“For Harrison, I love watching him go 100% all the time even when his team is down and there is no chance of coming back” Holden explained, “For Hennessey, I enjoy watching her go hard to the cage every time and not be afraid.”  Holden added that playing with his brother brought out the best in them because “it was always competitive between us because we always fought over who did better in each game.”

Although Harrison says he prefers watch watching Holden play “because he’s so shifty and I love to see him break kids ankles every time he dodges,”  Hennessey’s culinary skills help her get the nod on the homefront.  Harrison says “My sister is the better sibling because she helps me out with everything and makes me food sometimes.’

If the Evans were to have a one-on-one tournament, who would win?  Hennessey and Holden both give Harrison the advantage.  Hennesey says that Harrsion would be beat Holden “because he is a little aggressive and wouldn’t ever want Holden to have bragging rights.”   Holden observes that Harrison “is a bit on the girly side when on the field.”,  so that would help him in a game against Hennessey. 

Top Stories

Fall Check In: Concordia University- Irvine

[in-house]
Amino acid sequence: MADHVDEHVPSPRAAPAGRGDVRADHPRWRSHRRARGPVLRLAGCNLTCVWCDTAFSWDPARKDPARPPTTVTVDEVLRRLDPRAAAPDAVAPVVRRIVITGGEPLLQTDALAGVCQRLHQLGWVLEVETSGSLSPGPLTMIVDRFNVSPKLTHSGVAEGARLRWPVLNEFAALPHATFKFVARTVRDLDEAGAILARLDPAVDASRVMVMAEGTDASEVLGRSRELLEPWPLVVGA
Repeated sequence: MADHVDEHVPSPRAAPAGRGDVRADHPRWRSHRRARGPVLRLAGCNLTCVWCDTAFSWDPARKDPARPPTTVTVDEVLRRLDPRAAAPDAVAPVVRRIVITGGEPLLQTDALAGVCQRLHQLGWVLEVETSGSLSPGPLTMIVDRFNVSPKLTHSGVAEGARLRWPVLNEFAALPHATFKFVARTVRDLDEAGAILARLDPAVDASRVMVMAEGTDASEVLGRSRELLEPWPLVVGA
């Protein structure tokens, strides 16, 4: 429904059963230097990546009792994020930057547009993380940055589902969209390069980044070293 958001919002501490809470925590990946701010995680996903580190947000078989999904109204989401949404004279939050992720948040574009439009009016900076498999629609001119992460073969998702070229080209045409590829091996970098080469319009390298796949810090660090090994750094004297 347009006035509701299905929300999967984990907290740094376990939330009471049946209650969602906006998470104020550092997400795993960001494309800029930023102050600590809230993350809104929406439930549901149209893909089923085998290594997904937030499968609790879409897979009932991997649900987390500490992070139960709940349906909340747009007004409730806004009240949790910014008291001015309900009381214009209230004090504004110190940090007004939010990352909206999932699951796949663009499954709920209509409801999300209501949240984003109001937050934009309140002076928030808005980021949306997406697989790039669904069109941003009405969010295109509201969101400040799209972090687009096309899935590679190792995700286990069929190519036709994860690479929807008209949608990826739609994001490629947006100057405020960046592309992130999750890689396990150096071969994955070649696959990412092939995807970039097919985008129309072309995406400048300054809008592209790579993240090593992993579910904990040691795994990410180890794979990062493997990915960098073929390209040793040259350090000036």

A wealth of returning and incoming local talent has Concordia poised to make some noise in the MCLA this year.

PV’s McKenzie Olsen Named All-American by Lacrosse Magazine

Olsen registered 36 goals and 25 assists as sophomore and played on the LA Women's National Tournament Team.

Alexis Goeller hired as head coach at Peninsula

moves up to the head boys lacrosse coach role at Peninsula after spending the last two years as an assistant.

PV defenseman Brandon Clark commits to Mount St. Mary’s

Clark, a Second Team All LA-Area defensemen last season, is ready to finish his high school career strong before heading off to play in the Northeast Conference.

PV’s Joey Quinn commits to Colorado Mesa

Palos Verdes senior goalie has committed to University.

Related Stories

Leave A Reply

Please enter your comment!
Please enter your name here

Stay on op - Ge the daily news in your inbox

It has been said that the family that plays together stays together.  Perhaps no other sport offers the family bonding opportunities that lacrosse offers.  Travel back east to the lacrosse hotbeds like Baltimore and New York, and it is not uncommon to find families with lacrosse traditions that run three or four generations deep.  And with the tight connection between the men’s game and the women’s game, many families spend more time laxing together than relaxing together.

Like the game itself, until recently the “Lacrosse Family” has been a tradition limited to the lacrosse hotbeds.   We’ve all heard of the Gaits, the Powells, the Stanwicks, and the Thompsons.  Although the West has yet to produce such family dynasties, the time is coming. More and more,  lacrosse is becoming a family affair here in the OC and throughout the West.  We’ve particularly noticed a rise in the number of families that have brothers and sisters sharing their love of the game, and thought it would be fun to introduce our readers to some of these families. Today we introduce you to the Trabuco Trio of  Harrison, Hennessey, and .